By Margaret Sullivan / The Washington Post
The journalists at WITF, an all-news public radio station in Harrisburg, Pa., made a perfectly reasonable decision a few months ago.
They decided they wouldn’t shrug off the damaging lies of election denialism.
They wouldn’t do what too many in Big Journalism have done in recent months: shove into the memory hole the undemocratic efforts by some Republican elected officials to delegitimize or overturn the 2020 presidential election.
Too many Sunday news shows repeatedly book the likes of Kevin McCarthy, Ted Cruz and Ron Johnson without reminding viewers how these members of Congress tried to undo the results of the election; and encouraged the Trumpian lies about election fraud that led to the violent assault on the U.S. Capitol less than four months ago. A rare exception is CNN’s “State of the Union,” which hasn’t booked a single member of the so-called Sedition Caucus since January.
“There’s a kind of clubby atmosphere on these shows, part of the Beltway Bubble mentality, in which it’s become almost impolite to raise the topic of the insurrection,” Princeton University history professor Kevin Kruse told me.
“CBS This Morning,” for example, sent out an email alert last week touting its exclusive interview with Sen. Rick Scott, R-Fla., one of the seven senators who voted against certifying the election results in Pennsylvania. Scott blasted President Biden for “spending us into oblivion” and mocked him for not achieving bipartisanship; yet interviewer Anthony Mason never mentioned that Scott had literally tried to overturn Biden’s election.
“109 days after Jan. 6, ‘history will remember’ is a complete joke,” Matt Negrin of “The Daily Show” tweeted last week. He added: “These media outlets want you to forget.”
But Harrisburg’s WITF has gone a different route: They want you to remember.
Months before the election, the station’s reporters and editors were already deeply alarmed by what they saw unfolding. “We could see the disinformation really taking hold, this idea that the only way President Trump could lose is if the election were rigged,” Tim Lambert, the station’s news director, told me last week.
The deadly culmination of that anti-democratic lie, the Capitol insurrection on Jan. 6, solidified their thinking. In late January, the station — whose newsroom includes six reporters and two editors — posted an explanatory story stating that they would be regularly reminding their audience that some state legislators signed a letter urging Congress to vote against certifying the Pennsylvania election results, and that some members of Congress had voted against certifying the state’s election results for Biden, despite no evidence to support their election-fraud claims.
These elected officials, WITF reminded its audience, either knowingly spread disinformation or flat-out lied in an effort to keep Trump in office.
“This was an unprecedented assault on the fabric of American democracy,” the statement said.
The station has stuck to its pledge in its day-to-day coverage ever since, by simply and without fanfare including boilerplate language about how lawmakers conducted themselves during the attempts to overturn the election whenever they are mentioned in the course of regular news coverage.
For example, a recent story about a state legislator’s efforts to get Pennsylvanians vaccinated was accompanied by a sidebar of text about the lawmaker in question.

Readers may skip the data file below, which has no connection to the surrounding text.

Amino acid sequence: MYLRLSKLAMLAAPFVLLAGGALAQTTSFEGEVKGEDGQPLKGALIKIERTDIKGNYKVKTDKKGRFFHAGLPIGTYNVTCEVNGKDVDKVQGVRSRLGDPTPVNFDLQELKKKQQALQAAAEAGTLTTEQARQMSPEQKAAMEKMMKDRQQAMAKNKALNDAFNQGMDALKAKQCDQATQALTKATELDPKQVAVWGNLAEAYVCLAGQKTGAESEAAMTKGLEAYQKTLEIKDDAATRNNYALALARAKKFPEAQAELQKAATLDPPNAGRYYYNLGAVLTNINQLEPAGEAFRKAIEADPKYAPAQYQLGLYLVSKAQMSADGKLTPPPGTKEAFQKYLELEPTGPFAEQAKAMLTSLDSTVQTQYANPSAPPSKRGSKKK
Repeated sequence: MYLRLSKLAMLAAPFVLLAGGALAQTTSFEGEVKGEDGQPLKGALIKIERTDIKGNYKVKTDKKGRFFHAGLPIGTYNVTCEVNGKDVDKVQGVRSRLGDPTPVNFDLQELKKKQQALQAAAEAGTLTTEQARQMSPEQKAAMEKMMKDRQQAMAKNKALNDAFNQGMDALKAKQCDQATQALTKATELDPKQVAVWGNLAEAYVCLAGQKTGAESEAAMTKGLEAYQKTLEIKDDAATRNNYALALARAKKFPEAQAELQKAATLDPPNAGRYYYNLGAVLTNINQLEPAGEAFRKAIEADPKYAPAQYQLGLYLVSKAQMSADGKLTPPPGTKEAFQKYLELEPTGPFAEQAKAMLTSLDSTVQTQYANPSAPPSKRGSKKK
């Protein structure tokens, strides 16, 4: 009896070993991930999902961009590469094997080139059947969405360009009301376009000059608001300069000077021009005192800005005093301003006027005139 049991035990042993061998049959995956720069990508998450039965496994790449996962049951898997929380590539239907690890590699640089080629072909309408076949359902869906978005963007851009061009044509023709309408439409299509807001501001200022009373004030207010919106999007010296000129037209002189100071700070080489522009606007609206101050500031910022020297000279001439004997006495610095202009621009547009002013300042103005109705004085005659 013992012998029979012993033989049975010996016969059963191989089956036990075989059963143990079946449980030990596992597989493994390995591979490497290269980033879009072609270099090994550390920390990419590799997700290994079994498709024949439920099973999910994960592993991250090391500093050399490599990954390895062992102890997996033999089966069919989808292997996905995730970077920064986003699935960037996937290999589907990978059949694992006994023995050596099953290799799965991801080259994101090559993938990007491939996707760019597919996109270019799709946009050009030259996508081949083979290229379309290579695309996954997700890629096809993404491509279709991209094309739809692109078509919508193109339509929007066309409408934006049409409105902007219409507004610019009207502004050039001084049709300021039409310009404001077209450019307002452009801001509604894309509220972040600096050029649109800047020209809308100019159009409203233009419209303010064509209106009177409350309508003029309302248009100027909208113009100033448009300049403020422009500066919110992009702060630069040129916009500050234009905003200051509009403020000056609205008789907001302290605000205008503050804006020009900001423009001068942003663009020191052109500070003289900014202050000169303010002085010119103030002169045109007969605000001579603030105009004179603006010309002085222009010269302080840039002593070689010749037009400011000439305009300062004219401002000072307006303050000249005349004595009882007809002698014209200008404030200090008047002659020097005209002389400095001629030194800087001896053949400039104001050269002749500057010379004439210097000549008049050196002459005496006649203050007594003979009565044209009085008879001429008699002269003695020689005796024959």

“State Sen. Ryan Aument (R-Lancaster) was one of 17 Republican state senators who signed a Jan. 4 letter that asked Congress to delay electoral college certification because, it said incorrectly, SCOTUS ‘is to hear Trump v. Boockvar in the coming days.’ On Jan. 11 SCOTUS refused to fast-track the case. The election-fraud lie led to the attack on the Capitol.”
On-air stories use similar language as a tagline at the end of news segments.
The station’s effort has been generally well-received, said Scott Blanchard, editor of StateImpact Pennsylvania, a public-media collaboration, who joined in the planning.
“We struggled because this is not the normal thing,” Blanchard told me. “We had to ask ourselves, ‘Does this mean we are not independent journalists?’” But ultimately, he and Lambert — and the WITF reporters — felt that sustained accountability was paramount.
“We’re out on a ledge here,” Lambert remembers thinking. Both he and Blanchard hoped other news organizations would join them. “But it’s been radio silence,” Lambert said.
To be sure, other news organizations, including The Washington Post, are covering the aftermath of the election fraud lies and the insurrection, sometimes in innovative ways, as NYU professor Jay Rosen recently wrote. ProPublica has established a “democracy beat,” and a nonprofit news organization, Votebeat, focuses on election integrity.
But I’d like to see more accountability. So would Princeton’s Kruse. “There’s a tendency in the political media to get caught up in the story of the day and not dwell on the things that need to be reckoned with,” he said.
If it were up to him, Kruse would prescribe a simple rule for network TV producers thinking about putting election denialists on-air: “Don’t book them, as long as they haven’t publicly retracted.”
The Harrisburg station expects to continue its practice at least through the 2022 elections and possibly through 2024. If legislators change their minds, the station will reflect that in their language, but it won’t simply wipe the slate clean for them.
“Elected officials are going to run on this,” Blanchard said. “This is an example of their judgment.”
In other words, no memory hole. No “let’s just move on.” And, sorry, no amnesty.
Margaret Sullivan is The Washington Post’s media columnist. Previously, she was the New York Times public editor, and the chief editor of the Buffalo News, her hometown paper.